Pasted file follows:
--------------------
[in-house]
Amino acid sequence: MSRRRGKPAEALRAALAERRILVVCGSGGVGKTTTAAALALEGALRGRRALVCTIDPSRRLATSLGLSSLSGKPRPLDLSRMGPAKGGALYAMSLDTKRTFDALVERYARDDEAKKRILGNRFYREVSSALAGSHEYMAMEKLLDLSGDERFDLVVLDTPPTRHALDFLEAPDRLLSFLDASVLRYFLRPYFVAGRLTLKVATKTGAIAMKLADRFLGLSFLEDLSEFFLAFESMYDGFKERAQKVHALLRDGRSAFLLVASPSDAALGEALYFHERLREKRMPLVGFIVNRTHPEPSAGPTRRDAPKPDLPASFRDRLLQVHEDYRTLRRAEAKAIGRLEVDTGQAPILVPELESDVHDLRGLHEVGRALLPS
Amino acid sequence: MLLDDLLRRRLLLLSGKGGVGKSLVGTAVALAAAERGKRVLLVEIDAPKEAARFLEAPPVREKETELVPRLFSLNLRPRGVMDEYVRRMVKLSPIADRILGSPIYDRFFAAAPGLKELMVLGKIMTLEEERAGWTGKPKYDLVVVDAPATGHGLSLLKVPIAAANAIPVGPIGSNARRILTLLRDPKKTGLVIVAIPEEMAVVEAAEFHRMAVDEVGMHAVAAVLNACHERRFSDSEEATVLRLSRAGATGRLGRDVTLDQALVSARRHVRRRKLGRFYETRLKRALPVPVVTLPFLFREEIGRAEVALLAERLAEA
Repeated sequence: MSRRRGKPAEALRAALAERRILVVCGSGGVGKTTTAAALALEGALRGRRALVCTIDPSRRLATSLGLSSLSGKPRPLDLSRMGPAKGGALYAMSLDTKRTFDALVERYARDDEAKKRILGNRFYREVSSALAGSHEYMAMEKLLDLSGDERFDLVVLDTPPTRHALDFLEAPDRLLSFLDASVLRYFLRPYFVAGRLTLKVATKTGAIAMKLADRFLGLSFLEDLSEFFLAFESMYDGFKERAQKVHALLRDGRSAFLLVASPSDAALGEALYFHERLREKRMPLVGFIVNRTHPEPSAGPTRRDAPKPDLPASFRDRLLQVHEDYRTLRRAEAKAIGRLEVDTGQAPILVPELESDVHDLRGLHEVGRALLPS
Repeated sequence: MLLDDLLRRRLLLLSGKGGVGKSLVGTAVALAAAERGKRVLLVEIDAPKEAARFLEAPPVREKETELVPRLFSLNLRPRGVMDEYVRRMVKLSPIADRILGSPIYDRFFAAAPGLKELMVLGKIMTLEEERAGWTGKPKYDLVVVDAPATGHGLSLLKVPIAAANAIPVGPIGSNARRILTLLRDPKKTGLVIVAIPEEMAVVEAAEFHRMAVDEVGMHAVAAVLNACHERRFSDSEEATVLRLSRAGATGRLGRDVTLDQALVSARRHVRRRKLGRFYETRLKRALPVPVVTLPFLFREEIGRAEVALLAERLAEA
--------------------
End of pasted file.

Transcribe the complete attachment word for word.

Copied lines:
[in-house]
Amino acid sequence: MSRRRGKPAEALRAALAERRILVVCGSGGVGKTTTAAALALEGALRGRRALVCTIDPSRRLATSLGLSSLSGKPRPLDLSRMGPAKGGALYAMSLDTKRTFDALVERYARDDEAKKRILGNRFYREVSSALAGSHEYMAMEKLLDLSGDERFDLVVLDTPPTRHALDFLEAPDRLLSFLDASVLRYFLRPYFVAGRLTLKVATKTGAIAMKLADRFLGLSFLEDLSEFFLAFESMYDGFKERAQKVHALLRDGRSAFLLVASPSDAALGEALYFHERLREKRMPLVGFIVNRTHPEPSAGPTRRDAPKPDLPASFRDRLLQVHEDYRTLRRAEAKAIGRLEVDTGQAPILVPELESDVHDLRGLHEVGRALLPS
Amino acid sequence: MLLDDLLRRRLLLLSGKGGVGKSLVGTAVALAAAERGKRVLLVEIDAPKEAARFLEAPPVREKETELVPRLFSLNLRPRGVMDEYVRRMVKLSPIADRILGSPIYDRFFAAAPGLKELMVLGKIMTLEEERAGWTGKPKYDLVVVDAPATGHGLSLLKVPIAAANAIPVGPIGSNARRILTLLRDPKKTGLVIVAIPEEMAVVEAAEFHRMAVDEVGMHAVAAVLNACHERRFSDSEEATVLRLSRAGATGRLGRDVTLDQALVSARRHVRRRKLGRFYETRLKRALPVPVVTLPFLFREEIGRAEVALLAERLAEA
Repeated sequence: MSRRRGKPAEALRAALAERRILVVCGSGGVGKTTTAAALALEGALRGRRALVCTIDPSRRLATSLGLSSLSGKPRPLDLSRMGPAKGGALYAMSLDTKRTFDALVERYARDDEAKKRILGNRFYREVSSALAGSHEYMAMEKLLDLSGDERFDLVVLDTPPTRHALDFLEAPDRLLSFLDASVLRYFLRPYFVAGRLTLKVATKTGAIAMKLADRFLGLSFLEDLSEFFLAFESMYDGFKERAQKVHALLRDGRSAFLLVASPSDAALGEALYFHERLREKRMPLVGFIVNRTHPEPSAGPTRRDAPKPDLPASFRDRLLQVHEDYRTLRRAEAKAIGRLEVDTGQAPILVPELESDVHDLRGLHEVGRALLPS
Repeated sequence: MLLDDLLRRRLLLLSGKGGVGKSLVGTAVALAAAERGKRVLLVEIDAPKEAARFLEAPPVREKETELVPRLFSLNLRPRGVMDEYVRRMVKLSPIADRILGSPIYDRFFAAAPGLKELMVLGKIMTLEEERAGWTGKPKYDLVVVDAPATGHGLSLLKVPIAAANAIPVGPIGSNARRILTLLRDPKKTGLVIVAIPEEMAVVEAAEFHRMAVDEVGMHAVAAVLNACHERRFSDSEEATVLRLSRAGATGRLGRDVTLDQALVSARRHVRRRKLGRFYETRLKRALPVPVVTLPFLFREEIGRAEVALLAERLAEA